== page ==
Author Topic: memory allocation  (Read 17530 times)

Offline robo

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memory allocation
« on: January 10, 2009, 06:35:30 PM »
Hi,

In uTasker there is function uMalloc for memory allocation, but is there function to free this memory?

Regards,
robo 
« Last Edit: January 10, 2009, 08:42:23 PM by robo »

Offline mark

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Re: memmory allocation
« Reply #1 on: January 10, 2009, 08:44:34 PM »
Robo

No, there is no uFree() associated with uMalloc(). uMalloc() is designed for use when structures need to be dynamically assigned but then exist for as long as the system is running. In fact most memory allocations do fall in to this class in small embedded systems (allocation of driver buffers, TCP/IP stack resources etc.).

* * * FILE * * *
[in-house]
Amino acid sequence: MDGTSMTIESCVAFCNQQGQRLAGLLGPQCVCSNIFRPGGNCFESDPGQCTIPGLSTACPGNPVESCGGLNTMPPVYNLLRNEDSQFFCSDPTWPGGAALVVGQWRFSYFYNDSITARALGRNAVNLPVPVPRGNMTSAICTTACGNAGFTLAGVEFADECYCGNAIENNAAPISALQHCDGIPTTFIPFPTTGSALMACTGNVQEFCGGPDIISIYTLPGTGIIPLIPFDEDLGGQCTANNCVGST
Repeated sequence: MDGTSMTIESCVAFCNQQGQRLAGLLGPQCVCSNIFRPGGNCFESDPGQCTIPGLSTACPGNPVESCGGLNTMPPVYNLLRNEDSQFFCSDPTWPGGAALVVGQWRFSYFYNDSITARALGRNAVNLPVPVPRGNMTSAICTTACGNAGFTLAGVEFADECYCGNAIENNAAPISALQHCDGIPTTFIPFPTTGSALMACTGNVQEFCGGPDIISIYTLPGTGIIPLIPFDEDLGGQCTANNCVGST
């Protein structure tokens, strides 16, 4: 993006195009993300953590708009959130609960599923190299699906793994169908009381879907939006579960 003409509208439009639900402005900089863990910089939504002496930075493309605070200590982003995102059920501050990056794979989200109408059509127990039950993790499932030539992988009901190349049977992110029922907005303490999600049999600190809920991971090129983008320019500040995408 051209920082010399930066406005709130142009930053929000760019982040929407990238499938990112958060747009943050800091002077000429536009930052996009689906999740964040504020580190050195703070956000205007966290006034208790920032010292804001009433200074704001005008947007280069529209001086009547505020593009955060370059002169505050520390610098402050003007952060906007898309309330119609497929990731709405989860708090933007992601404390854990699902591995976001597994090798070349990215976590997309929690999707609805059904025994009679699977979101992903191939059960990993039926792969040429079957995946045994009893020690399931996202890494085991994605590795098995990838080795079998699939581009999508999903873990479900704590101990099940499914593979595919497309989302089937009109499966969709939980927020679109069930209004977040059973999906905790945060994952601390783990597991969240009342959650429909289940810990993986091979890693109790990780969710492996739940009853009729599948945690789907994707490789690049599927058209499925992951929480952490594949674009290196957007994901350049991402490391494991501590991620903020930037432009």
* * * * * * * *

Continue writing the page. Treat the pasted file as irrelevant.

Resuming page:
The advantage of a method to allocate memory dynamically, which will not be freed, is that it is more memory efficient - it doesn't need overhead for management and so even allocation of small blocks is without any penalty. Eg. - Calling uMalloc(4) will take 4 bytes from the heap. Calling malloc(4) may require 20 bytes or so from the heap due to management overhead in the library function, making small chunk allocation quite inefficient. Note that uMalloc() will generally align chunks to 4 bytes (#define _ALIGN_HEAP_4) since this is usually better suited to CPU operation and efficiency (see also http://www.utasker.com/forum/index.php?topic=283.0)